“I Know Where I’m Going” begins with a striking handheld closeup of a young woman on hold with her credit card company. Other mundane images follow: her typing, standing at a Xerox machine, shopping for groceries. Your basic portrait of soul-killing urban solitude.
The compositions here are rather painterly for DV, and the young woman (Maria Markosov) has a natural, oddly alluring vulnerability about her. But the filmmakers overplay their hand in so drawing out this series of tableaux. At first it all seems rawtha European, but after about ten minutes of no new information being conveyed, it merely seems tedious.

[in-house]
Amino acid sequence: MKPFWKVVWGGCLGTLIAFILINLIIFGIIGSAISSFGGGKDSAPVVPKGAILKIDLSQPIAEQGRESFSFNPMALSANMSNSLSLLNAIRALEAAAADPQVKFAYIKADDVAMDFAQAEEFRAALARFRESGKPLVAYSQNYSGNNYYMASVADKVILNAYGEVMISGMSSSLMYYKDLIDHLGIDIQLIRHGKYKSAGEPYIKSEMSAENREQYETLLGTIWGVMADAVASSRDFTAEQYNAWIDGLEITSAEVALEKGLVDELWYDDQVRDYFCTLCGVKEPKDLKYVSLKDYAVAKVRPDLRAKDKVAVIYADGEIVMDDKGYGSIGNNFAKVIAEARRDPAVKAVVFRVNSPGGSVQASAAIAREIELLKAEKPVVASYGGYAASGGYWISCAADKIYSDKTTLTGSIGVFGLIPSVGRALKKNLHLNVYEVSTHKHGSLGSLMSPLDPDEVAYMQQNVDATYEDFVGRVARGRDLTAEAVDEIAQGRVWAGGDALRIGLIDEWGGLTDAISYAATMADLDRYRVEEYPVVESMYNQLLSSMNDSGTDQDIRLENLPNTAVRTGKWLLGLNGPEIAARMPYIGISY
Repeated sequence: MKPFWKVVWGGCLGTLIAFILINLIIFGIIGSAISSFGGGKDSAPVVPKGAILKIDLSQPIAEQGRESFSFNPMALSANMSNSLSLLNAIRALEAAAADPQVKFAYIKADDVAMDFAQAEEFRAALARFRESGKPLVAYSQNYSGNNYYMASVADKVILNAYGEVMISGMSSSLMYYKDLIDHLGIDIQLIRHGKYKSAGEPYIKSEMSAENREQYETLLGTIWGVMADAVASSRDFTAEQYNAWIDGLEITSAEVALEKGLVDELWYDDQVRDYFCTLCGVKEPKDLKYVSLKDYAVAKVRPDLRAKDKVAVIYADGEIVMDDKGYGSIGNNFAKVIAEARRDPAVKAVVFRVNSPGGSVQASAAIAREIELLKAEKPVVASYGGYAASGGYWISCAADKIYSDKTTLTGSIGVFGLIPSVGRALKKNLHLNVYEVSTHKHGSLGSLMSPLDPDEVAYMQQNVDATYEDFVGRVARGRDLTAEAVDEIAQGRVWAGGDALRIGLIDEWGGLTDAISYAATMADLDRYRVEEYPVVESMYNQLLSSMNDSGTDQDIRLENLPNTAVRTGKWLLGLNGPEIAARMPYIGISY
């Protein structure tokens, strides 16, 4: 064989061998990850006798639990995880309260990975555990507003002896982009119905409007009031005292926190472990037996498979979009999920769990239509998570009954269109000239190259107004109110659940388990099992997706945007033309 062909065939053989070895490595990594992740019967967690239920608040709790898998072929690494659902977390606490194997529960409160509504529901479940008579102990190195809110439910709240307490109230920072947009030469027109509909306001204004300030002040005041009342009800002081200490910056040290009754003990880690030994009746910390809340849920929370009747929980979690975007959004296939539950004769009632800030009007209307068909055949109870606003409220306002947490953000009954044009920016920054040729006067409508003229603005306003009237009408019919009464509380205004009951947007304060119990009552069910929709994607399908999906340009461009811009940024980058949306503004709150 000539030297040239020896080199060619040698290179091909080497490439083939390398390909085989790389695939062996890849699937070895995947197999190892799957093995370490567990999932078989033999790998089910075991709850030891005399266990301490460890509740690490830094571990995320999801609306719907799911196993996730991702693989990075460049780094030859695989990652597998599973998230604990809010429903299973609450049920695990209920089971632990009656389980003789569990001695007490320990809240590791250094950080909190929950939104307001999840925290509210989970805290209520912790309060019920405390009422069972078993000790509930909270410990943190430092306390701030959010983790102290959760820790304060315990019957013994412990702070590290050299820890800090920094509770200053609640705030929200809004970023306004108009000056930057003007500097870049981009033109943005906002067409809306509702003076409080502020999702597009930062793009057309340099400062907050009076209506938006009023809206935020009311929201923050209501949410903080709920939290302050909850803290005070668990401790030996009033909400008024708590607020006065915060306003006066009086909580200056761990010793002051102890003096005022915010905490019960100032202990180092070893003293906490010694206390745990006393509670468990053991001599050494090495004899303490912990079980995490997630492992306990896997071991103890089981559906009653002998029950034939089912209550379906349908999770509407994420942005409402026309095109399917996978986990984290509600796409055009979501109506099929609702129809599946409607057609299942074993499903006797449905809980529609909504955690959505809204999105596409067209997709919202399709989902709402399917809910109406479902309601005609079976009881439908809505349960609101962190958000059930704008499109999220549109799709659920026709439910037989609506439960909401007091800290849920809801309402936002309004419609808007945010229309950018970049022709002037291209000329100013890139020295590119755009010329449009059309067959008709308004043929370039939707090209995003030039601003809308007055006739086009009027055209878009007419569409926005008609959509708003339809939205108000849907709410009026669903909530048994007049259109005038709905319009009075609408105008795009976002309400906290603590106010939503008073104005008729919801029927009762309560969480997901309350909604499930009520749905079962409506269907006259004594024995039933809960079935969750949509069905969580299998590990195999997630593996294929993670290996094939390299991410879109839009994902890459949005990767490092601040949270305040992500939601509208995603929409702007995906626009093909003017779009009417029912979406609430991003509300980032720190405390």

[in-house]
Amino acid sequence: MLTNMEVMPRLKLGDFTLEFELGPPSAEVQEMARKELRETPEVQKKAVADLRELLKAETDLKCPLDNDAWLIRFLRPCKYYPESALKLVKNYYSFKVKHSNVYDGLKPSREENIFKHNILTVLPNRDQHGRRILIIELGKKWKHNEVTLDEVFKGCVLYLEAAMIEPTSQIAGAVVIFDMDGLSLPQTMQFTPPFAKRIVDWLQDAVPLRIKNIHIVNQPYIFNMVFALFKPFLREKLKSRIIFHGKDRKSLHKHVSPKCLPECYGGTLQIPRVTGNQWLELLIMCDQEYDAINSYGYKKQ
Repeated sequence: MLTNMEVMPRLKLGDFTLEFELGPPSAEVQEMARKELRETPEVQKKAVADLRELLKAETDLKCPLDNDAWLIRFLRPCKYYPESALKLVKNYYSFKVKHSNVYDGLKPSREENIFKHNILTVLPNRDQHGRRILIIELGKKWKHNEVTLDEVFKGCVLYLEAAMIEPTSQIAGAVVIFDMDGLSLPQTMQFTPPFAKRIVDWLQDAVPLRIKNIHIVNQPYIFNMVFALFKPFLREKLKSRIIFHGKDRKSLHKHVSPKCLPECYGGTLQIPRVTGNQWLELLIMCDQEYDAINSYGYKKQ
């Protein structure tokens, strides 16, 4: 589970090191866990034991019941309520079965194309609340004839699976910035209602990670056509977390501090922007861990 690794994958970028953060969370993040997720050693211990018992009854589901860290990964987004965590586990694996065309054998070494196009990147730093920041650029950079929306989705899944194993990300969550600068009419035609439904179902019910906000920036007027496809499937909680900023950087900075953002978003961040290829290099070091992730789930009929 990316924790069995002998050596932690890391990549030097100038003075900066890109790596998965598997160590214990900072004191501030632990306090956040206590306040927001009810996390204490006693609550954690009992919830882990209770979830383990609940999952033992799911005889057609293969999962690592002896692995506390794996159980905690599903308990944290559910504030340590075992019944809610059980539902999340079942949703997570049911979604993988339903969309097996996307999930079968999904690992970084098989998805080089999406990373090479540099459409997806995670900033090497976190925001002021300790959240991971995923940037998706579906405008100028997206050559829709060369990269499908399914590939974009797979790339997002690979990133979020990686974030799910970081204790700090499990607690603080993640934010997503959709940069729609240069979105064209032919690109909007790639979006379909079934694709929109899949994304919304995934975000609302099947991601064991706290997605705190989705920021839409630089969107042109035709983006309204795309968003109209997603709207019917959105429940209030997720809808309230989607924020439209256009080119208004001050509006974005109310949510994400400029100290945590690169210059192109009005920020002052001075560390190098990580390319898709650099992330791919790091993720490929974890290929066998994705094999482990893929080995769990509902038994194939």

Then the young woman meets a young man (Eben Bull, also one of the film’s talented DPs). Aha – a story! Their blossoming romance is put across with unaffected performances from both actors, and feels very true. Soon, though, all becomes alienation and disconnection for no good reason – does he get bored of her? She of him? So much is left unsaid that we can’t be sure. Then it’s back to the young woman on her own again, watering her plants, taking out the garbage.
“I Know Where I’m Going” – which borrows its title from a 1945 Powell/Pressburger film – displays no small amount of filmmaking skill, but a bit of humor and a snappier pace wouldn’t have hurt. It has its moments, but it’s a 32-minute film with a 20-minute story.